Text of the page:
Home New York Report SAXOPHONIST, “BIG CHIEF” DONALD HARRISON LIVE AT THE JAZZ STANDARD

SAXOPHONIST, “BIG CHIEF” DONALD HARRISON LIVE AT THE JAZZ STANDARD

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Donald Harrison Jr.
Alto saxophonist DONALD HARRISON, also known as the “Big Chief of the Congo Square Nation,” brought progressive jazz, funk, and the spirit of New Orleans root music to the Jazz Standard in a “throw-down” of epic proportions.
Harrison’s multi-generational band, featuring veteran Detroit Brooks on guitar and rising stars Conun Pappas on piano (sitting in for Zaccai Curtis), Max Moran on bass, Joe Dyson on drums, along with guest artist trombonist and shell player Steve Turre, took the audience on a soulful, toe-tapping journey that begged the question, “Where’s the dance floor?”
The set took flight with Harrison’s jazz-funk composition, Free to Be, followed by an entertaining and highly elucidating demonstration of how he took the bass line of a James Brown song and overlaid a swing rhythm on drums and piano to create the jazzy yet danceable (as he proved on stage) hybrid he calls “Nouveau Swing.” Shortly after, Harrison shifted to the yearning beauty of Lover Man, a showcase for Steve Turre’s crisp “bop” articulation and warm balladry. From there, the band moved seamlessly into an interpretation of the Ray Noble gem, Cherokee, aka Indian Love Song, offering the audience a rare opportunity to observe a brilliant interchange between Harrison and Turre, not merely as saxophonist and trombonist but as two acolytes of the school of Art Blakey strutting their stuff.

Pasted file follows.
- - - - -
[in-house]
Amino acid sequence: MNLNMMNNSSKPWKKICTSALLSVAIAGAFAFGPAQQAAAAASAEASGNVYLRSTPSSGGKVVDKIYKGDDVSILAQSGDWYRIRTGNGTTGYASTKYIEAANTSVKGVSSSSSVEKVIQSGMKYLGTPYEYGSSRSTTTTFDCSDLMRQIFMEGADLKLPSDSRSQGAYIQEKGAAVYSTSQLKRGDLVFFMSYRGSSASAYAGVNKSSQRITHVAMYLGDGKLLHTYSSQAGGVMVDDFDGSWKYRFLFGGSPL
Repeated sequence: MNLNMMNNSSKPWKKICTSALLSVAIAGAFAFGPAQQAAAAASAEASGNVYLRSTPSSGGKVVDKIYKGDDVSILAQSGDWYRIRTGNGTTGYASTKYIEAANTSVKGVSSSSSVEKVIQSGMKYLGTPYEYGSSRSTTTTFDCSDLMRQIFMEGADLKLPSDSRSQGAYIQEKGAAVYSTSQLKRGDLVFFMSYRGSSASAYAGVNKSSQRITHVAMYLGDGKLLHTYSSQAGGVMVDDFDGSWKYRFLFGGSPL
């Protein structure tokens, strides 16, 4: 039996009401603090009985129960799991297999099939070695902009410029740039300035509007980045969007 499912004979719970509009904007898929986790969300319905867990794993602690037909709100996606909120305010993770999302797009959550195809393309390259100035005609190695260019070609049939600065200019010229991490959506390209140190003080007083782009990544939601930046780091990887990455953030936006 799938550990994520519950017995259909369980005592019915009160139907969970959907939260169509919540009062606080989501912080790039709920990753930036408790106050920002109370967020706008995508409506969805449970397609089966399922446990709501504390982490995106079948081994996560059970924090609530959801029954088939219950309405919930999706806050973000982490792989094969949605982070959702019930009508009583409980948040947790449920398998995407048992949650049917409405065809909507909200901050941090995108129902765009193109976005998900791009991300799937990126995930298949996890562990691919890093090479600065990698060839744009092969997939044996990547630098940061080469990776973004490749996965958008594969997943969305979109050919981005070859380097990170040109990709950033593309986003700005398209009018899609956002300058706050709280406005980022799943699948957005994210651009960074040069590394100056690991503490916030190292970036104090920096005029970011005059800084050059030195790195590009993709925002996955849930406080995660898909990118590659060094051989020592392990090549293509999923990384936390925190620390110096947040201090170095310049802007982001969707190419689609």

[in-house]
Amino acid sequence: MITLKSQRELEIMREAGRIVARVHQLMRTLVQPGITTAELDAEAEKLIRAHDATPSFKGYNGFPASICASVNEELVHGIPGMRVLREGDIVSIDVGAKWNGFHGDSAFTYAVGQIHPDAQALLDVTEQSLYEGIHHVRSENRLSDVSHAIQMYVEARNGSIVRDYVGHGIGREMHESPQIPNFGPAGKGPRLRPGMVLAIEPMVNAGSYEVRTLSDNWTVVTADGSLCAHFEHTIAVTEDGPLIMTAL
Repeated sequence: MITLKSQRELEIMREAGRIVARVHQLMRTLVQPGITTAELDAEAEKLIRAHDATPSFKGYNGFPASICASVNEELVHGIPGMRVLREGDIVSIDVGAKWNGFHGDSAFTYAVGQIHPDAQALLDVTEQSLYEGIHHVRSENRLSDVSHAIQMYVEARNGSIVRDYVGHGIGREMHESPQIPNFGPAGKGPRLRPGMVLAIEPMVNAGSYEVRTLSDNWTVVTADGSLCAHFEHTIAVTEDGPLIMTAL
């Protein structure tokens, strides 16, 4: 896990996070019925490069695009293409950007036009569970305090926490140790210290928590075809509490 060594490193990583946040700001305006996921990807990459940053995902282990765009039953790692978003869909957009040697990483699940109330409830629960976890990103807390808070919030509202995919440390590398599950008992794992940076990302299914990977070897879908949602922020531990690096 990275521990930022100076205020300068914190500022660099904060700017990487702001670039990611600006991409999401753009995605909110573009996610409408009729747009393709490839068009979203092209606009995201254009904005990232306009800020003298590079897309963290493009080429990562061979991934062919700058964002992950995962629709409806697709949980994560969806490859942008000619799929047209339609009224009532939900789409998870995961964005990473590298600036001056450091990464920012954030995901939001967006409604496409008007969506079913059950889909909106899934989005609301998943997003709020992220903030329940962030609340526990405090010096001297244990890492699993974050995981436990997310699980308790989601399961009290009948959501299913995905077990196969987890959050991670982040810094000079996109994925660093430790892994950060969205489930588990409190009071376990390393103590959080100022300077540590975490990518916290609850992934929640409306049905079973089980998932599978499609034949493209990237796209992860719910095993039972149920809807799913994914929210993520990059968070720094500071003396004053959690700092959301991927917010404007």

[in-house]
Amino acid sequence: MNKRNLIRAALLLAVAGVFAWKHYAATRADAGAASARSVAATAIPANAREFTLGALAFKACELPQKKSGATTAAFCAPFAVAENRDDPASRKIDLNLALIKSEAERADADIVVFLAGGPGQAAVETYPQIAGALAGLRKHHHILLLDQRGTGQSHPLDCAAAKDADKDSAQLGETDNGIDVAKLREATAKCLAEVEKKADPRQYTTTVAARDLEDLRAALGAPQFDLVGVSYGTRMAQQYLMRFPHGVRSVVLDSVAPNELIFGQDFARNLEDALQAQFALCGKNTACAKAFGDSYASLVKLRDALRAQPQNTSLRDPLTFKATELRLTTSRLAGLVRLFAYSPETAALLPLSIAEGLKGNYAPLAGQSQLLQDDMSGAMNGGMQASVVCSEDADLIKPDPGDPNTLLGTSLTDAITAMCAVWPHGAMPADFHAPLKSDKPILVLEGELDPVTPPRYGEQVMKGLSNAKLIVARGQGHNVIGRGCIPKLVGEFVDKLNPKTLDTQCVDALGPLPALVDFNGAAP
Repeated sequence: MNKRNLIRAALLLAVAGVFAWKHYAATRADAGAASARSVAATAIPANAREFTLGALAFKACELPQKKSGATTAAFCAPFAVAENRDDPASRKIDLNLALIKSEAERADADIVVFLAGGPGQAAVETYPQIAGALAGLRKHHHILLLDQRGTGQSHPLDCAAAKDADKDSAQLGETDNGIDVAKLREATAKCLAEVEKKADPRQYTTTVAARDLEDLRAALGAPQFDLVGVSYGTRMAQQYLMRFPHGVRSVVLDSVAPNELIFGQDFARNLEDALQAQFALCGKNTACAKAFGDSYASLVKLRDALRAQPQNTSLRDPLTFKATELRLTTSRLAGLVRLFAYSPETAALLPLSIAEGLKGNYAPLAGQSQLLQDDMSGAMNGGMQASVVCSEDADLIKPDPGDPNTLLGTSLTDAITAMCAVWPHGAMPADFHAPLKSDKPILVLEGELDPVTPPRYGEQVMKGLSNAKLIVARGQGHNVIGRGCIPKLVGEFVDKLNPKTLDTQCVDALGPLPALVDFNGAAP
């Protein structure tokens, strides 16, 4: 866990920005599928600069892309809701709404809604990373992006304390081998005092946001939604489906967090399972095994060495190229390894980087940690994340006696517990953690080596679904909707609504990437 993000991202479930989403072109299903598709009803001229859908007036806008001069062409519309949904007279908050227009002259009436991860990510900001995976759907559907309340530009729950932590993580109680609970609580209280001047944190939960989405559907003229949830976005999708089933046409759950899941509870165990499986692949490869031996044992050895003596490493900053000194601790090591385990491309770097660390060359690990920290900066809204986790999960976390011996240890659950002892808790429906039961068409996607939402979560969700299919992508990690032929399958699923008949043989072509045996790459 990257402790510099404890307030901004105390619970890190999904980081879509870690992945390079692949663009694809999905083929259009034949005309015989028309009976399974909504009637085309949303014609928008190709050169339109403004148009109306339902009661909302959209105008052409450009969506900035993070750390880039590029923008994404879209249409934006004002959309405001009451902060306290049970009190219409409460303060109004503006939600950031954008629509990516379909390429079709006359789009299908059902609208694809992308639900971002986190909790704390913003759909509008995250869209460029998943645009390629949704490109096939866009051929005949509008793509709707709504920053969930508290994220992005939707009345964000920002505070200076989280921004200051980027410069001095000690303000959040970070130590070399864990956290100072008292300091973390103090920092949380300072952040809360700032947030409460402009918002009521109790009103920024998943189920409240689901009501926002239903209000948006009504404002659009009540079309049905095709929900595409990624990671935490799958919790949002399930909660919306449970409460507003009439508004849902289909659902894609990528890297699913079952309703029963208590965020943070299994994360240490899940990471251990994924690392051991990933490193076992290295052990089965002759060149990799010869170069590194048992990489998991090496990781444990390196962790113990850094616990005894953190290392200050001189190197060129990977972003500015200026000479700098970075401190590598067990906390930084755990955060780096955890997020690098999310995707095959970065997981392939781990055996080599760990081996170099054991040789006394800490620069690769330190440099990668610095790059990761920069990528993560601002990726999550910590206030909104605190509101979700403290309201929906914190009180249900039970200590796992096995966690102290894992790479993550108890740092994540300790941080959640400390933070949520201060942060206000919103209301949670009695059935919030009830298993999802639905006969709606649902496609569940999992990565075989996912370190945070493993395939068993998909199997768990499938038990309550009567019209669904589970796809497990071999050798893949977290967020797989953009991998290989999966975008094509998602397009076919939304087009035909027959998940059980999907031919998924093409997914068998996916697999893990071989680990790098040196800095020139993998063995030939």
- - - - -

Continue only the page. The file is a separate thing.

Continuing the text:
Harrison’s New Orleans youngsters had a chance to show off their expertise on sizzling versions of the Mardi Gras Indian standard Cissy Strut and the Meters’ Hey Pockey Way. Pianist Conun Pappas maintained a shimmying filigree on the piano in counterpoint to Max Moran’s sensuous and grinding groove on bass; Joe Dyson brought down the house with a ferocious drum solo that channeled Baby Dodds and Roy Haynes simultaneously.
Harrison sang, chanted, moved, grooved, and blew into a new chapter of jazz history with beautiful music and rhythm that merges r&b, hip-hop, soul, and the traditional chants and drumming of Afro-New Orleans with modern jazz.
Kudos to the Jazz Standard for bringing Harrison and company to New York. Here’s hoping they return soon.
FEATURED PHOTO: Alfonso Bresciani
Special Thanks to April Thebeault and Dita Sullivan.

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